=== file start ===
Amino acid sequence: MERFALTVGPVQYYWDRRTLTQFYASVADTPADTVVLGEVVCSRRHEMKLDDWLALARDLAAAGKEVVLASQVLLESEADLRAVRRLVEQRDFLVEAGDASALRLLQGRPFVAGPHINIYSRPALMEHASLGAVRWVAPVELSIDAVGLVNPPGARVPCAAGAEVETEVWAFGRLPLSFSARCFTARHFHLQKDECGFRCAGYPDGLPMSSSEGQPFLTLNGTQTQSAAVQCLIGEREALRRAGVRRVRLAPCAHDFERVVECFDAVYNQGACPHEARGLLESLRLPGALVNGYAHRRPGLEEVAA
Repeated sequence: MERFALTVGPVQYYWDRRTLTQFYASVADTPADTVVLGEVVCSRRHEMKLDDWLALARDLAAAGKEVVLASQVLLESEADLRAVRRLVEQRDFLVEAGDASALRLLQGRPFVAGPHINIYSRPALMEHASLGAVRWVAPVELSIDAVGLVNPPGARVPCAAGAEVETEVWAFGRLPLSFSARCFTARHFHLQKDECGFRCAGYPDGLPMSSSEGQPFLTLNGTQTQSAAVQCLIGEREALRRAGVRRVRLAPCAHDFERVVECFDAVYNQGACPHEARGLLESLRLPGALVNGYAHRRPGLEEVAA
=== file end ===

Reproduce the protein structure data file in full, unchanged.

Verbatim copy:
Amino acid sequence: MERFALTVGPVQYYWDRRTLTQFYASVADTPADTVVLGEVVCSRRHEMKLDDWLALARDLAAAGKEVVLASQVLLESEADLRAVRRLVEQRDFLVEAGDASALRLLQGRPFVAGPHINIYSRPALMEHASLGAVRWVAPVELSIDAVGLVNPPGARVPCAAGAEVETEVWAFGRLPLSFSARCFTARHFHLQKDECGFRCAGYPDGLPMSSSEGQPFLTLNGTQTQSAAVQCLIGEREALRRAGVRRVRLAPCAHDFERVVECFDAVYNQGACPHEARGLLESLRLPGALVNGYAHRRPGLEEVAA
Repeated sequence: MERFALTVGPVQYYWDRRTLTQFYASVADTPADTVVLGEVVCSRRHEMKLDDWLALARDLAAAGKEVVLASQVLLESEADLRAVRRLVEQRDFLVEAGDASALRLLQGRPFVAGPHINIYSRPALMEHASLGAVRWVAPVELSIDAVGLVNPPGARVPCAAGAEVETEVWAFGRLPLSFSARCFTARHFHLQKDECGFRCAGYPDGLPMSSSEGQPFLTLNGTQTQSAAVQCLIGEREALRRAGVRRVRLAPCAHDFERVVECFDAVYNQGACPHEARGLLESLRLPGALVNGYAHRRPGLEEVAA